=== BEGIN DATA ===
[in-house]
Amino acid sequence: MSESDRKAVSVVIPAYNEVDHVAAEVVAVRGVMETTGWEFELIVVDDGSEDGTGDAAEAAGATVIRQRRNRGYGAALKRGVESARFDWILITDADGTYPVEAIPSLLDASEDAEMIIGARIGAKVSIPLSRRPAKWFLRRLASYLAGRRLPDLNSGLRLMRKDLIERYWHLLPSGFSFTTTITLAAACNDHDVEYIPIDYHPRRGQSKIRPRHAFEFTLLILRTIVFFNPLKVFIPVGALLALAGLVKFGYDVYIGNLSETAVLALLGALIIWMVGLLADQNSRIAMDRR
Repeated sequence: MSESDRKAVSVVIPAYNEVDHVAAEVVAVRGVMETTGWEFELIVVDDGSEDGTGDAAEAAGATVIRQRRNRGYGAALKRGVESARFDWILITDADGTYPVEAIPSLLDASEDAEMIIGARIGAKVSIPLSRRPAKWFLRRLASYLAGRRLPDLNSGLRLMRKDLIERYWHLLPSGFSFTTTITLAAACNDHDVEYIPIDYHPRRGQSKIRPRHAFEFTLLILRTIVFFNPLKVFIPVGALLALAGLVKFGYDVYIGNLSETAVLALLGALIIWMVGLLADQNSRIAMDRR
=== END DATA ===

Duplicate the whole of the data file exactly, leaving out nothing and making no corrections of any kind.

[in-house]
Amino acid sequence: MSESDRKAVSVVIPAYNEVDHVAAEVVAVRGVMETTGWEFELIVVDDGSEDGTGDAAEAAGATVIRQRRNRGYGAALKRGVESARFDWILITDADGTYPVEAIPSLLDASEDAEMIIGARIGAKVSIPLSRRPAKWFLRRLASYLAGRRLPDLNSGLRLMRKDLIERYWHLLPSGFSFTTTITLAAACNDHDVEYIPIDYHPRRGQSKIRPRHAFEFTLLILRTIVFFNPLKVFIPVGALLALAGLVKFGYDVYIGNLSETAVLALLGALIIWMVGLLADQNSRIAMDRR
Repeated sequence: MSESDRKAVSVVIPAYNEVDHVAAEVVAVRGVMETTGWEFELIVVDDGSEDGTGDAAEAAGATVIRQRRNRGYGAALKRGVESARFDWILITDADGTYPVEAIPSLLDASEDAEMIIGARIGAKVSIPLSRRPAKWFLRRLASYLAGRRLPDLNSGLRLMRKDLIERYWHLLPSGFSFTTTITLAAACNDHDVEYIPIDYHPRRGQSKIRPRHAFEFTLLILRTIVFFNPLKVFIPVGALLALAGLVKFGYDVYIGNLSETAVLALLGALIIWMVGLLADQNSRIAMDRR